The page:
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Panchanathan named one of ASU’s Outstanding Doctoral Mentors


Sethuraman Panchanathan is a professor in the School of Computing Informatics and Decision Systems Engineering in ASU’s Ira A. Fulton Schools of Engineering and a senior vice president in ASU’s Office of Knowledge Enterprise Development.

Sethuraman “Panch” Panchanathan has been selected as one of the Outstanding Doctoral Mentors of 2014-2015 by the office of Graduate Education at Arizona State University.

Panchanathan is a professor in the School of Computing Informatics and Decision Systems Engineering and senior vice president in ASU’s Office of Knowledge Enterprise Development.

In nominations letters from current and former doctoral students, Panchanathan and two other doctoral mentors who received the awards are lauded for their generous commitment to their students despite daunting schedules of their own. The mentors frequently include their graduate students in research grants and as co-authors on numerous published papers and journal articles.

Students also levied praise for the mentors’ encouragement toward autonomy and independence, providing the skills to be professionals in their chosen careers, instilling them with high values and standards, welcoming them into the scientific process of research and writing, unwavering support and enthusiasm, as well as empowering their mentees with a desire to excel.

Each awardee has a special gift for mentoring students from diverse cultural and religious backgrounds, those with disabilities, underrepresented minorities, international students and women.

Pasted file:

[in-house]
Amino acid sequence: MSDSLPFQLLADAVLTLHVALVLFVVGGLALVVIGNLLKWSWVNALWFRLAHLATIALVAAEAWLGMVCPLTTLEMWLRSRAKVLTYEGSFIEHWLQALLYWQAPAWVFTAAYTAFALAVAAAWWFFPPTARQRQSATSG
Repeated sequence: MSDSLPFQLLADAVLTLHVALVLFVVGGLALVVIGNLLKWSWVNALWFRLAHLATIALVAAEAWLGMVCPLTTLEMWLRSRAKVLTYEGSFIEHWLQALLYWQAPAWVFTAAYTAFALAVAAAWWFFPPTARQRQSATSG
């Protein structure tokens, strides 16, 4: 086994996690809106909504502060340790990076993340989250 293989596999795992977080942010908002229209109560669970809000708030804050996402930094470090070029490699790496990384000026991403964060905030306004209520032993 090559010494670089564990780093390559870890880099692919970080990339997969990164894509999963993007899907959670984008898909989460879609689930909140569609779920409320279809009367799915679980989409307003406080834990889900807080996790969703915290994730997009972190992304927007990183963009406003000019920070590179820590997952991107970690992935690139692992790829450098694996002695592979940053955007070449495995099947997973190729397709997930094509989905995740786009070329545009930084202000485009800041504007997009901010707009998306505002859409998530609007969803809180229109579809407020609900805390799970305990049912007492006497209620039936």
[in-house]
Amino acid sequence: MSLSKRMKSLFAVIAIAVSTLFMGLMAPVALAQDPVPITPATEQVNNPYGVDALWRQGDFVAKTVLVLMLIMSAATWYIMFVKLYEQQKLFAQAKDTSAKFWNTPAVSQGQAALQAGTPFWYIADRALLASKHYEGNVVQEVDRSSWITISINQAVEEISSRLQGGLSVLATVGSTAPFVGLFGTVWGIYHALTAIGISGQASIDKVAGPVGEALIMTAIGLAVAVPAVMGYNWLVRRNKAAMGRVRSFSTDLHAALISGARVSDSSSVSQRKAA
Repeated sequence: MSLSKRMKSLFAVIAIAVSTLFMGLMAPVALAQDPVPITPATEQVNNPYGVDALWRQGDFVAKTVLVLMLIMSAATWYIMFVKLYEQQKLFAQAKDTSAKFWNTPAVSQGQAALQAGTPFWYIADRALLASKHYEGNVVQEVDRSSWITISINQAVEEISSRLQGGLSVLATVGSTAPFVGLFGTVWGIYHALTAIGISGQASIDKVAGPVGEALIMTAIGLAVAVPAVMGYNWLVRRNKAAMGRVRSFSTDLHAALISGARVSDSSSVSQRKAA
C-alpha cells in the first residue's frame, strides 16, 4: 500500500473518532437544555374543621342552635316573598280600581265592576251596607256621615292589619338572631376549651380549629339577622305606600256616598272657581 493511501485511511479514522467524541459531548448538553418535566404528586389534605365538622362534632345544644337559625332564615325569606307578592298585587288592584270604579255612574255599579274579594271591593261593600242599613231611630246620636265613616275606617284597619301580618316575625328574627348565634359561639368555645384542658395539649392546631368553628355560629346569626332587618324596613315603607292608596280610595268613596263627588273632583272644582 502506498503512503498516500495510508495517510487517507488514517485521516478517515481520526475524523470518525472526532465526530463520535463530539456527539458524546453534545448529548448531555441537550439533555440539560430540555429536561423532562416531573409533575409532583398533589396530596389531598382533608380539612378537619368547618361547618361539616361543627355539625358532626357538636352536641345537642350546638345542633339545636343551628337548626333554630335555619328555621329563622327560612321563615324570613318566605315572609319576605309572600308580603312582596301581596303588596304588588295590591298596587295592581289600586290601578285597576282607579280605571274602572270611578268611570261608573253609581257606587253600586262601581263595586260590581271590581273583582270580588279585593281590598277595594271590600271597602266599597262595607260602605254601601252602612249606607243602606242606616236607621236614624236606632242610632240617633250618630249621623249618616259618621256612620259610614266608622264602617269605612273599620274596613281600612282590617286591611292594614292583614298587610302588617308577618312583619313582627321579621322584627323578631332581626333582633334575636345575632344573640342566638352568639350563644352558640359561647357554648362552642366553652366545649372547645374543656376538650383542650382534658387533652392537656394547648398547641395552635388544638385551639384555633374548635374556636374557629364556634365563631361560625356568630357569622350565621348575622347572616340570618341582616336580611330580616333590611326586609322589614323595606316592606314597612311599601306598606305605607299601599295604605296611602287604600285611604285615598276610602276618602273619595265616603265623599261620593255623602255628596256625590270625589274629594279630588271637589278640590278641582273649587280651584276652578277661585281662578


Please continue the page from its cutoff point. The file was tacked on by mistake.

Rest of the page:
Panchanathan is also director of the Center for Cognitive Ubiquitous Computing (CUbiC), and the Foundation Chair of Computing and Informatics.

He investigates numerous technologies, including ubiquitous computing environments for enhancing quality of life for individuals with disabilities; health informatics; multimedia computing and communications; haptic user interfaces, which add tactile sensations to phones and wearable devices; media processor designs; and others.

His six-pronged approach to mentoring students is formed by the influences of inspiration, intellect, innovation, interdisciplinary, independence and impact.

“I strongly believe that graduate student mentoring is not only about the emphasis on hard skills such as being a strong technical leader and making innovative contributions to the field,” Panchanathan said, “but also about having the opportunity to acquire soft skills such as leadership, independence and an entrepreneurial mindset.”

“Panch takes a personal interest in each of his students,” said John Black, a research scientist in CUbiC. “He has an infectious enthusiasm about learning and research that quickly draws his students into the research process.”

Many of his mentees are now in leading positions in industry and academia. Students are often co-investigators on his more than $37 million in awarded grants.

An ongoing National Science Foundation Integrative Graduate Education and Research Traineeship (NSF-IGERT) project offers four-year fellowship awards to doctoral students to augment their doctoral program with disability research, education and training to become leaders in person-centered technologies.

In addition to many honors and memberships in prestigious organizations, he has been appointed to the U.S. National Science Board by President Barack Obama. He was elected a Fellow of the National Academy of Inventors for his outstanding inventions with an impact on quality of life, economic development and the welfare of society.

With CUbiC, Panchanathan created the iCARE project designed for individuals who are blind or visually impaired. The project won the Governor’s Innovator of the Year for Academia Award in 2004. The software design for the iCARE Note-Taker Project also won first place in the U.S. and second in the world finals for the Microsoft Imagine Cup 2011.

Written by Michele St George, ASU Graduate Education, [email protected]



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